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Consider a pendulum whose string is replaced with a spring.

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It is a system which can be described neatly using polar coordinates, where your radial component is $ l = l_0 + \Delta l $ and your angular component is $ \varphi $.

The Lagrangian of this system is:

$$ L = \frac{1}{2} m (\dot l^2 + l^2 \dot \varphi^2) - \frac{1}{2} k (l - l_0)^2 + mgl \cos(\varphi) $$

With this you get for your Euler-Lagrange-Equations the following terms.

$$ \frac{\partial L}{\partial \varphi} = -mgl \sin(\varphi) $$ $$ \frac{d}{dt}\left(\frac{\partial L}{\partial \dot \varphi}\right) = 2m \dot ll \dot \varphi + ml^2 \ddot \varphi $$

$$ \frac{\partial L}{\partial l} = ml \dot \varphi^2 - kl + kl_0 + mg \cos(\varphi) $$ $$ \frac{d}{dt}\left(\frac{\partial L}{\partial \dot l}\right) = m \ddot l$$

which leads you to the following two equations of motion.

$$ 0 = 2 \dot{l} \dot{\varphi} + l \ddot{\varphi} + g\sin(\varphi) $$

$$ 0 = m (\ddot{l} - l \dot{\varphi}^2 - g \cos(\varphi)) +k (l-l_0) $$

Out of curiosity, i played a little bit with the second law and oddly, it worked like a charm. If you substitute the accelerations with the corresponding terms you have in polar coordinates, you get the following two equations, which lead to the same result.

$$ m a_\varphi = m(l \ddot \varphi + 2 \dot l \dot \varphi) = -mg \sin(\varphi) $$

$$ m a_l = m (\ddot{l} - l \dot{\varphi}^2) = - k(l-l_0) + mg\cos(\varphi) $$

The thing is now, that my professor for dynamics always said, that you cannot use the second law in non inertial frames of reference. And since this coordinate system is rotating with the pendulum (is it though? I mean, the basis vectors change over time, so...?) it can't be inertial, or am i wrong? And if it is indeed not inertial, can you always just add the "fictitious" accelerations, that are relevent and get the second law back to work?

I am a little bit confused by this.

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  • $\begingroup$ I think you might get more takers if you at least 'bullet pointed' how you arrived at the first two eqs? $\endgroup$ – Gert Jan 5 at 12:17
  • $\begingroup$ At what point did you decide that the polar coordinates are rotating with the pendulum? If this were the case, wouldn't $\varphi$ be constant? $\endgroup$ – J. Murray Jan 5 at 14:18
  • $\begingroup$ @J.Murray I kind of get your point. But your basis vectors are changing with time. This ist the reason why you have all those wierd accelerations in polar coorinates. So $ \varphi $ can't be constant. $\endgroup$ – Lukas G. Jan 5 at 17:11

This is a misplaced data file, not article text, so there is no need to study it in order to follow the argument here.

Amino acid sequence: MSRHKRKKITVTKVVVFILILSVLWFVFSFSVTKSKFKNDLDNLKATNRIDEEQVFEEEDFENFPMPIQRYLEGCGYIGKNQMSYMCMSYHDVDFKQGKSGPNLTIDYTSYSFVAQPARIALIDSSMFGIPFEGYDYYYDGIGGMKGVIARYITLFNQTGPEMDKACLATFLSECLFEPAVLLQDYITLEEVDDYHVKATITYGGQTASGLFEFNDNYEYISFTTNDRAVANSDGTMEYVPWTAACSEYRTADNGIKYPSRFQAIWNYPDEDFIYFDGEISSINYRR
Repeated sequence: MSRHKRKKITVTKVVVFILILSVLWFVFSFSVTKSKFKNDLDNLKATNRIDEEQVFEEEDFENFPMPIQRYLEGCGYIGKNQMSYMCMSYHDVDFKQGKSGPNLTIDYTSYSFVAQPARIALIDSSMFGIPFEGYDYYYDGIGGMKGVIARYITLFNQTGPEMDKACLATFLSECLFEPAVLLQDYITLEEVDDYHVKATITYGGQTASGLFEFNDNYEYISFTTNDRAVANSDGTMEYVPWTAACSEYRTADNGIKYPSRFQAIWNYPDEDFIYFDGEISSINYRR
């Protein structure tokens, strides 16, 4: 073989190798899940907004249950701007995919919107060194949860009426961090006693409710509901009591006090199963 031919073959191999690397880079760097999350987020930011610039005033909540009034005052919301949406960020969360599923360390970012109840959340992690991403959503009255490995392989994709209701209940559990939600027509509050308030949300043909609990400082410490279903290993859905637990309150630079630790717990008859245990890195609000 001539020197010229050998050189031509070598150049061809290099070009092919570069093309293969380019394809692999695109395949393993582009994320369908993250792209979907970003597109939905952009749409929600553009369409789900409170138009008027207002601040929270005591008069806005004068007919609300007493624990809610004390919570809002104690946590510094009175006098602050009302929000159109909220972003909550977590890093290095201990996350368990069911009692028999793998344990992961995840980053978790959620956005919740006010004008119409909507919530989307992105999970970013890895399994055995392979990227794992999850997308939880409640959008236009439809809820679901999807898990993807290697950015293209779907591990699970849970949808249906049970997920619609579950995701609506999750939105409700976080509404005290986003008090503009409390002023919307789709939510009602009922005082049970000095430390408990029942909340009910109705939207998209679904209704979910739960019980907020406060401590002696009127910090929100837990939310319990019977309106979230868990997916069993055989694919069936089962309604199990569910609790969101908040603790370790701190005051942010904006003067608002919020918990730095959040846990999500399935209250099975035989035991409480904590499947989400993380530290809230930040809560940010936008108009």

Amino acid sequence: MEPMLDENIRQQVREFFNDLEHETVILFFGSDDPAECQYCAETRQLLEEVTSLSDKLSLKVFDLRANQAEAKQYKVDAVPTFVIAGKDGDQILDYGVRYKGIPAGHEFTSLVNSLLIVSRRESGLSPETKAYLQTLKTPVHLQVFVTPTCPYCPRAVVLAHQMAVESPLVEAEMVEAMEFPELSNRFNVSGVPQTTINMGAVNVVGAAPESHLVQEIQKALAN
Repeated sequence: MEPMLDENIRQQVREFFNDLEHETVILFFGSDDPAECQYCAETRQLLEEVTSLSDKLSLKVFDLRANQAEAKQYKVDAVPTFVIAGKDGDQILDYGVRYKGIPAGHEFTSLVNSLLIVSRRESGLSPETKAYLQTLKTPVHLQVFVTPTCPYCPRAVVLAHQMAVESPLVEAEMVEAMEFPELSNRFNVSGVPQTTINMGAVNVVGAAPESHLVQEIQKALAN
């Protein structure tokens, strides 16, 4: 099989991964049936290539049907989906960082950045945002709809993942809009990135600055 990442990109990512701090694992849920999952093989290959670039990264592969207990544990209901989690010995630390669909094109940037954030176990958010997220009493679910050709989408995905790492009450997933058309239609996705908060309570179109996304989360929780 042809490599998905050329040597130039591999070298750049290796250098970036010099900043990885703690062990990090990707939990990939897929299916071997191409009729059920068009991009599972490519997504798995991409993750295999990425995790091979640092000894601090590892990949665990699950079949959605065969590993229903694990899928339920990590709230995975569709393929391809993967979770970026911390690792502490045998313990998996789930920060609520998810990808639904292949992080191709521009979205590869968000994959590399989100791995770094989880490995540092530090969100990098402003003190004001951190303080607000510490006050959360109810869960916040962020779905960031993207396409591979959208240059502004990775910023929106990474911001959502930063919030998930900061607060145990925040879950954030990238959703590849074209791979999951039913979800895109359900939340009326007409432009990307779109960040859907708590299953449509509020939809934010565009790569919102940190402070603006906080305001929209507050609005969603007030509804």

• $\begingroup$ @Gert I updated my post. I hope it is a little bit clearer now? $\endgroup$ – Lukas G. Jan 5 at 17:12
  • $\begingroup$ Yes, should be clearer to those who want to delve in there. $\endgroup$ – Gert Jan 5 at 17:18
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Your second law is applied in an inertial reference frame using polar coordinates. Although the unit vectors (radial and tangential) in polar coordinates have constant magnitude (one), they change direction in time.

If you used a non-inertial reference frame attached to (and moving with) $m$, in that frame the radial and tangential coordinates of $m$ are constant (zeros) and you have to include the fictitious forces. You modify the second law in a non-inertial frame to include the fictitious forces.

See a good physics mechanics text, such as Symon, Mechanics.

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  • $\begingroup$ Okey, so let me try to get this straight. If i would center my coordinate system on the mass $m$ (no matter what actual coordinates i use), i would have to add the fictitious forces to explain the movement, since it is more or less moving in a halfcircle-ish trajectory around the centerpoint on which i centered my original polar coordinate system above. And since this coordinate system was not accelerated, it was an inertial one and i could use the second law as always, just with the adjusted accelerations that correspond to my coordinate system of choice, i. e. polar coordinates? Correct? $\endgroup$ – Lukas G. Jan 5 at 19:36
  • $\begingroup$ For a coordinate system fixed at m you have a non-inertial frame of reference. In this coordinate system, you can use Cartesian, polar, or whatever coordinates are easier to visualize, and apply the second law with coordinates appropriate for the coordinate system (x, y, z for Cartesian, r, $\theta$ for polar), modified to include the necessary fictitious forces for motion in this system. In general there are a number of fictitious forces that can appear; consult a physics mechanics text for these forces and the general equation of motion containing these forces in a non-inertial frame. $\endgroup$ – John Darby Jan 5 at 22:14

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